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Recovering Damages If I am Partially at Fault in an Auto Accident

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Photo: Edmunds.com

Numerous automobile accidents happen every day, and it is possible for multiple people to be at fault.  Fortunately, if you were partially at fault in a car accident, you can potentially recover damages—depending on your state’s negligence laws.

Pure Comparative Fault

In states that recognize the “pure comparative fault” rule, injured parties to an auto accident may recover damages even if they were 99% at fault. Under this rule, drivers’ recoverable damages are proportionally reduced by the percentage they are at fault. So, if you were 70% at fault in a crash and suffered $100 thousand in damages, you could still recover $30 thousand from the other driver. Approximately 1/3 of states have adopted pure comparative fault—including California.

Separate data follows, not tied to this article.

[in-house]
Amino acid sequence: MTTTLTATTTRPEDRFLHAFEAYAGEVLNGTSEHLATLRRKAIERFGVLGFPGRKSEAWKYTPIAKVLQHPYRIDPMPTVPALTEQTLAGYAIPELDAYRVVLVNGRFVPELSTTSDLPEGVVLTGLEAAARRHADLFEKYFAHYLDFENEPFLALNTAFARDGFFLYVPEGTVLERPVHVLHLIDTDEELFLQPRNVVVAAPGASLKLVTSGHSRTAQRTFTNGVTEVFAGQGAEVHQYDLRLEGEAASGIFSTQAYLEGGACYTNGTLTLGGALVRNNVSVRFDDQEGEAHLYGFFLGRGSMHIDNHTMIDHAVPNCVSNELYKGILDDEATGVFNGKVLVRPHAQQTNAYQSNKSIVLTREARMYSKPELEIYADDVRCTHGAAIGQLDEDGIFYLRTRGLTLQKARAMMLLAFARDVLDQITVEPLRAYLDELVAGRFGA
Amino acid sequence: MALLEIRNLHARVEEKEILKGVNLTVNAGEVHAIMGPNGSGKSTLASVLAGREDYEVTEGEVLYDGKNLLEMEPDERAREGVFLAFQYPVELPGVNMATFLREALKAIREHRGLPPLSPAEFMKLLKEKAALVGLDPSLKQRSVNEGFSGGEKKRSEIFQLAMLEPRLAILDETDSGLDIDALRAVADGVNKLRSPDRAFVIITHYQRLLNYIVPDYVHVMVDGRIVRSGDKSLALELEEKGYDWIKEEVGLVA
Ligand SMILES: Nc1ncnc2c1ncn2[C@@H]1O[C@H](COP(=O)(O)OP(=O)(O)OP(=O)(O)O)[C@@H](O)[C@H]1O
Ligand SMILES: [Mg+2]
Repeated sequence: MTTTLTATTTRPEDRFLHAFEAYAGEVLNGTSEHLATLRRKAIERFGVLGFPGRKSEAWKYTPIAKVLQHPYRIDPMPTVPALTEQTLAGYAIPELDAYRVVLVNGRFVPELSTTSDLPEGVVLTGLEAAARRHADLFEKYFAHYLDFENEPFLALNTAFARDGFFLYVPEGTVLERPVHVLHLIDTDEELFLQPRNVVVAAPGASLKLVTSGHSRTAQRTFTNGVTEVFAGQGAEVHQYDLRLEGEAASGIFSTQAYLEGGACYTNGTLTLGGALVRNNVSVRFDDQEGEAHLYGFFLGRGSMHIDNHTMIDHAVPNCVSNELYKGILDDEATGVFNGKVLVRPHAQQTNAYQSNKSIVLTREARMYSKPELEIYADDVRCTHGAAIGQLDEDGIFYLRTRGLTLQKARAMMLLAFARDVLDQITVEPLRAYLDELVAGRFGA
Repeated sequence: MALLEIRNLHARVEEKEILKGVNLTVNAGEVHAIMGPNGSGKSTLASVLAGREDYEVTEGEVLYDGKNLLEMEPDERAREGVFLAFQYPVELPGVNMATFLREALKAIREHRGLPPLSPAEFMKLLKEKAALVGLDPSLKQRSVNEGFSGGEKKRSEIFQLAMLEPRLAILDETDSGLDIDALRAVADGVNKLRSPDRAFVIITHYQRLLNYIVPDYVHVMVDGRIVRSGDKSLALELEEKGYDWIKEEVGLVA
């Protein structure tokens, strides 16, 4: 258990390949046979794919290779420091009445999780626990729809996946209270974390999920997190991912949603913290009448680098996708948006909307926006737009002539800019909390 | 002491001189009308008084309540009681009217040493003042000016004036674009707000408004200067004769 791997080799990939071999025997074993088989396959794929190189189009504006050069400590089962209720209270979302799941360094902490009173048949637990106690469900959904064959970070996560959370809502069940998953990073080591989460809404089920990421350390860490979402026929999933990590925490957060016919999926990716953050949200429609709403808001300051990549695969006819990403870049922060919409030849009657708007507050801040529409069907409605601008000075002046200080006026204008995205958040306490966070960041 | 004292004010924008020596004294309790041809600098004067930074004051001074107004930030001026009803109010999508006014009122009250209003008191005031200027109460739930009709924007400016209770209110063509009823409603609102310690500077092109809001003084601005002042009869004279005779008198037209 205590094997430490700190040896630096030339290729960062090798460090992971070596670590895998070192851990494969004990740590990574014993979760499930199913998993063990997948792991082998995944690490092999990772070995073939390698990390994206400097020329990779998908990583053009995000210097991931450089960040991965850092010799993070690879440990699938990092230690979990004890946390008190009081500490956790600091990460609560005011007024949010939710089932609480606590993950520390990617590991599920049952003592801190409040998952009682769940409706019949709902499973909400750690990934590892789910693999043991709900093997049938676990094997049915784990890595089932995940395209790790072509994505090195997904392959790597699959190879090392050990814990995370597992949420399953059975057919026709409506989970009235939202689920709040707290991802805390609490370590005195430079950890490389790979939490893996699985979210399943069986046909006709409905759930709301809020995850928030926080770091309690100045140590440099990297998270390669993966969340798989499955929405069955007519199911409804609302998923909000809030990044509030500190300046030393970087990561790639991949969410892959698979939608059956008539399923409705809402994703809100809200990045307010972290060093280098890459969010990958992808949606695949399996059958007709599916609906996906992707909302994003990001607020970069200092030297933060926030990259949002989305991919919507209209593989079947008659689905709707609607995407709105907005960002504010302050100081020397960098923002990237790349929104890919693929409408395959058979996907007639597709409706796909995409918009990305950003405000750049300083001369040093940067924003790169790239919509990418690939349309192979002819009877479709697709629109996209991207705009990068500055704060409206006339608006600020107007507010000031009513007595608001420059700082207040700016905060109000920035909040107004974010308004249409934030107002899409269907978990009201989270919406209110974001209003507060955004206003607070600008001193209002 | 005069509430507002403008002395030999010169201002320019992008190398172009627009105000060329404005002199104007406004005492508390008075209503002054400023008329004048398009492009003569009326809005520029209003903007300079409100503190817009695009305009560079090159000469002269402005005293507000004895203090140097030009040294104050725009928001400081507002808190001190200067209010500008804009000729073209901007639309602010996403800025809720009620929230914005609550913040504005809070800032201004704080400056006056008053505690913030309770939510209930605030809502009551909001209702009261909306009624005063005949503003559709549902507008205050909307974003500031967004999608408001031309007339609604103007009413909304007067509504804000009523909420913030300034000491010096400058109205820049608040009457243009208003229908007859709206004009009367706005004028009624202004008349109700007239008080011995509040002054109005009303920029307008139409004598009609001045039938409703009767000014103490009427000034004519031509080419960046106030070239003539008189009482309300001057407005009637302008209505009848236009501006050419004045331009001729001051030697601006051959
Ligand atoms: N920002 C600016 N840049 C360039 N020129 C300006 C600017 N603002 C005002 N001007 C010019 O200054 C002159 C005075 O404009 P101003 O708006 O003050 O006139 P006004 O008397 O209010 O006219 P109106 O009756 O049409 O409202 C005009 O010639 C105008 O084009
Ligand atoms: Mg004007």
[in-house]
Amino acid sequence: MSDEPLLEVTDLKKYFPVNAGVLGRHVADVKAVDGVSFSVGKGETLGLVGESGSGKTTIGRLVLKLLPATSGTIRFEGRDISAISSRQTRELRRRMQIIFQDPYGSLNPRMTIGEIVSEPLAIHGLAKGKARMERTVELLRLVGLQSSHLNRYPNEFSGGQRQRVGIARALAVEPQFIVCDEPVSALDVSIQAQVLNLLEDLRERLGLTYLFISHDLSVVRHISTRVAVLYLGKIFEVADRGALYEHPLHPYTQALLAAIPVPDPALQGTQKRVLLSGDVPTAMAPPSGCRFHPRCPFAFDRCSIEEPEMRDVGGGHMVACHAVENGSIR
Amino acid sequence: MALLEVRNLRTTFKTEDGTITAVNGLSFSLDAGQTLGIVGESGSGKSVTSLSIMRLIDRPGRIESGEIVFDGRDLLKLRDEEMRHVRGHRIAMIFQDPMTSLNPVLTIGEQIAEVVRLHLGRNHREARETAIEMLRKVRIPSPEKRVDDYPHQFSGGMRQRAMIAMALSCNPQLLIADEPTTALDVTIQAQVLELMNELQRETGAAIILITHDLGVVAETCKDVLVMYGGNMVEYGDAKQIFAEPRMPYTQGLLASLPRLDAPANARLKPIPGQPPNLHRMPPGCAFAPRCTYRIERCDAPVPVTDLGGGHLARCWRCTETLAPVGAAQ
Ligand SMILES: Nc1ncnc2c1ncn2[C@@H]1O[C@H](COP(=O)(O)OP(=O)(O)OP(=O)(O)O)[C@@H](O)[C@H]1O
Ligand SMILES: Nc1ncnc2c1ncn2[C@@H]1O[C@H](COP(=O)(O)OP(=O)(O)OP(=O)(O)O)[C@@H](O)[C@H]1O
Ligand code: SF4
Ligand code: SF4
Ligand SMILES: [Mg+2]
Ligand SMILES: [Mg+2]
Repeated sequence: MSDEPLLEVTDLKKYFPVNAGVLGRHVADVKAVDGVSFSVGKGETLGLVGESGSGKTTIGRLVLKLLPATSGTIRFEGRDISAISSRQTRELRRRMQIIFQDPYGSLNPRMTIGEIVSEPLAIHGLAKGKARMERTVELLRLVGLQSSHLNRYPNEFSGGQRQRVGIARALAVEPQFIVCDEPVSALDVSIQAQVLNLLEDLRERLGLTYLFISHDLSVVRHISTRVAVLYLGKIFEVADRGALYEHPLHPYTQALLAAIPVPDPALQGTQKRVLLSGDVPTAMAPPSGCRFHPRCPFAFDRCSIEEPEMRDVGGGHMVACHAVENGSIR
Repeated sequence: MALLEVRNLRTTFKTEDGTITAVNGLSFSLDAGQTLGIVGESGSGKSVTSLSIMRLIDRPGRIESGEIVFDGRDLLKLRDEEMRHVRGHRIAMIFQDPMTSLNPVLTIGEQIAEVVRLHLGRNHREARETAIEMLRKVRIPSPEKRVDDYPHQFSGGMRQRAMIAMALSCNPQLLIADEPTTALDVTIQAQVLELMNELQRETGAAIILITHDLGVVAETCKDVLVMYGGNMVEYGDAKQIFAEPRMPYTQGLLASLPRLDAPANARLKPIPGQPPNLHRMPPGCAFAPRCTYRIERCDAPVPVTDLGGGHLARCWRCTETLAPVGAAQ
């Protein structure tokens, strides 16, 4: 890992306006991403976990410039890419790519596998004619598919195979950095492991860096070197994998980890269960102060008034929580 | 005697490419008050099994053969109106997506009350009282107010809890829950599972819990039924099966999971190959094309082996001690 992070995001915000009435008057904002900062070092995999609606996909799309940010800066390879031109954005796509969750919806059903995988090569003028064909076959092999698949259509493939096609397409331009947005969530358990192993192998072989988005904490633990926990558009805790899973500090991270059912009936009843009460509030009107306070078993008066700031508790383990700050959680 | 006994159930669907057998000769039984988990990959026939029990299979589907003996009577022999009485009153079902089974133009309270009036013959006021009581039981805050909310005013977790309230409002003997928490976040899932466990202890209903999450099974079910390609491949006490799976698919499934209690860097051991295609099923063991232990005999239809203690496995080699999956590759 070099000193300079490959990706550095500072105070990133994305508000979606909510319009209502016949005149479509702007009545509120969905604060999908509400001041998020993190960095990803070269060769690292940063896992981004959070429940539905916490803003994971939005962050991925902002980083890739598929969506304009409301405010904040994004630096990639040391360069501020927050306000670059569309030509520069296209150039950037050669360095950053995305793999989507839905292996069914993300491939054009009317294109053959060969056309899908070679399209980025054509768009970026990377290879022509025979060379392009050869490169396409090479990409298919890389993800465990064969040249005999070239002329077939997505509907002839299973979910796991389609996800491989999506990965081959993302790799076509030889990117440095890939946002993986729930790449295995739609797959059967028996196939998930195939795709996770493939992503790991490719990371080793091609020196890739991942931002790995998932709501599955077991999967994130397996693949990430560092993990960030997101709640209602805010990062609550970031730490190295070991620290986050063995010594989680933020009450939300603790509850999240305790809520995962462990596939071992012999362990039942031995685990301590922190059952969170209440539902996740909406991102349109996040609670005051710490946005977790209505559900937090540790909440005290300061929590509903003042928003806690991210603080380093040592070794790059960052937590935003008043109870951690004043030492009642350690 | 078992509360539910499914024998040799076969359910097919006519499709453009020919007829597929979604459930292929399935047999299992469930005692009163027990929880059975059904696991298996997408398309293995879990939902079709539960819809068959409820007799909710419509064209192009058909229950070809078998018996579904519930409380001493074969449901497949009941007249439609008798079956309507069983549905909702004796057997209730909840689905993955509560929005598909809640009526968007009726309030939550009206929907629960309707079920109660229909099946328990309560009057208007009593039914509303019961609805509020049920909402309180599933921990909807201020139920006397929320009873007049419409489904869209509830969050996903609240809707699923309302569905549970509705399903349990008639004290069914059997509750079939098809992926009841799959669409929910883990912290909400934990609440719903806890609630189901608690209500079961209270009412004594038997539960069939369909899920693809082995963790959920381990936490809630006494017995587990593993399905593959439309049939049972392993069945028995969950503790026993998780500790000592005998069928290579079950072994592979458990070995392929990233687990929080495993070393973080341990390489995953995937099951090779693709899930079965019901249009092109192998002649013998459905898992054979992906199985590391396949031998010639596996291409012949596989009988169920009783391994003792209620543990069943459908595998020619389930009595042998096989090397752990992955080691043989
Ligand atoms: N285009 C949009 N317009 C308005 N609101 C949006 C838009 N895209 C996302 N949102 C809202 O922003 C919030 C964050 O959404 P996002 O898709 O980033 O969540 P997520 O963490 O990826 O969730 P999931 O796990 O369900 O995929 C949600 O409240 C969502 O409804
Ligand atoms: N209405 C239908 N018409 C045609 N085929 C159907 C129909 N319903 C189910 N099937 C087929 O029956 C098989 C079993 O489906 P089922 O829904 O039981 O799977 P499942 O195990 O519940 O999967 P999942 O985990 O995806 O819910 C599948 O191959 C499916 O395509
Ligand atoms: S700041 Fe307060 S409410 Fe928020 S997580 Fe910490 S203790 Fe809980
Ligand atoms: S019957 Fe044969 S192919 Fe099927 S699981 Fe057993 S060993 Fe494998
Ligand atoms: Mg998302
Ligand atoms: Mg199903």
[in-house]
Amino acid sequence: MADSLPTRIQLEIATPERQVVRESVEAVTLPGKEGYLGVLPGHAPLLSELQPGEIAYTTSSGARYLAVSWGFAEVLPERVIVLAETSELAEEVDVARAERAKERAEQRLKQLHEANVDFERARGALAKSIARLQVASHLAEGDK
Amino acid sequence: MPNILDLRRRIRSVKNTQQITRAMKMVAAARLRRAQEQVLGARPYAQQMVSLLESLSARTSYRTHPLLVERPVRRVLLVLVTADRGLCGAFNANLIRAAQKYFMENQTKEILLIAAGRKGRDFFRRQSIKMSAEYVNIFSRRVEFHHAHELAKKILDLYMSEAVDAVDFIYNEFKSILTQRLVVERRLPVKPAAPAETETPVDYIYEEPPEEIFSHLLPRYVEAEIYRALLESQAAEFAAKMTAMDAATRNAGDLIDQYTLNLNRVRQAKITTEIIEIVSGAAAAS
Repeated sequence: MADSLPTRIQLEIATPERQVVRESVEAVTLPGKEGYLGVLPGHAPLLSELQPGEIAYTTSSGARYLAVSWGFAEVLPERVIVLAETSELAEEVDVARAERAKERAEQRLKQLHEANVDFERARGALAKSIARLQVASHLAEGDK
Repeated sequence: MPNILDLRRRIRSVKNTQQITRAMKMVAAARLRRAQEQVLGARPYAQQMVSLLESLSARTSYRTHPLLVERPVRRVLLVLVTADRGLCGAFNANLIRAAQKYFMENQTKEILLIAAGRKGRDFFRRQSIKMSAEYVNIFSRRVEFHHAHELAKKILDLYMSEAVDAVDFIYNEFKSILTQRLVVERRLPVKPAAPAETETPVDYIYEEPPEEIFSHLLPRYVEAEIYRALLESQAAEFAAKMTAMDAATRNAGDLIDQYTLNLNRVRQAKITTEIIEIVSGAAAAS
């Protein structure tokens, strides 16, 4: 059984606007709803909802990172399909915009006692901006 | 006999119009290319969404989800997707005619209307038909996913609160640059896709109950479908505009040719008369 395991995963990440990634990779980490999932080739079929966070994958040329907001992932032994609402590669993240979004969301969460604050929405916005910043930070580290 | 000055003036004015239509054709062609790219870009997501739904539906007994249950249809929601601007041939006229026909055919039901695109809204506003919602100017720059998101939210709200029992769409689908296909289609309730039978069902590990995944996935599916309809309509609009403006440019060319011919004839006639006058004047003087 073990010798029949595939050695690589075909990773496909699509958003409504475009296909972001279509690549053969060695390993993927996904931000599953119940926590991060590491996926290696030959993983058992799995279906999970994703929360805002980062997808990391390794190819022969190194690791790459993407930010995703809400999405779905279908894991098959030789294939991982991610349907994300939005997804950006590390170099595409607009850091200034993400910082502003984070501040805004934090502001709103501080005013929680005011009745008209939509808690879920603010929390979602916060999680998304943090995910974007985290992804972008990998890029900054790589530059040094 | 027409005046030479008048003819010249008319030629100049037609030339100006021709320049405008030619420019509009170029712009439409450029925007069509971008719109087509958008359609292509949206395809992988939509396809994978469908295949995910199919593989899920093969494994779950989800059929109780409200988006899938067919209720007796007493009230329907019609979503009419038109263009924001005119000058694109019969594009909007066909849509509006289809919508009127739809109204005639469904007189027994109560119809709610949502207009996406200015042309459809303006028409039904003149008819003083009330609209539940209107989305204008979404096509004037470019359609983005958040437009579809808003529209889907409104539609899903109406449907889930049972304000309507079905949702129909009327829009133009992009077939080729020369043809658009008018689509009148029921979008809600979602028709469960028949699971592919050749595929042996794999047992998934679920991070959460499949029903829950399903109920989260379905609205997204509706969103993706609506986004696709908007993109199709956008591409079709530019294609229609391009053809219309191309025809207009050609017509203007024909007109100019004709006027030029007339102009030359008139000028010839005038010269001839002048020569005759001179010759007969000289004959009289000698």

Modified Comparative Fault

Most states that follow “modified comparative fault” allow drivers to recover only if they are 50% or less at fault in the accident. Other states following this rule set the threshold at 49%, rather than 50%. “Modified” comparative fault works the same way as its “pure” counterpart—damages are proportionally reduced by the driver’s negligence. The key difference is, under modified comparative fault, drivers that are 51% (or 50%) at fault for the accident are prohibited from recovering entirely. Most states follow this approach.

Contributory Negligence

Contributory negligence is the least forgiving of the negligence rules. Under this standard, if a driver is even 1% at fault in an accident, they are prevented from recovering entirely. Although comparative fault is the modern trend, 5 states still follow contributory negligence.

If you were in an auto accident and you aren’t sure what you can recover—we can help. Call Kershaw, Cook & Talley for a free case evaluation today at 888-997-5170.

Click here for more information on negligence systems in US jurisdictions.

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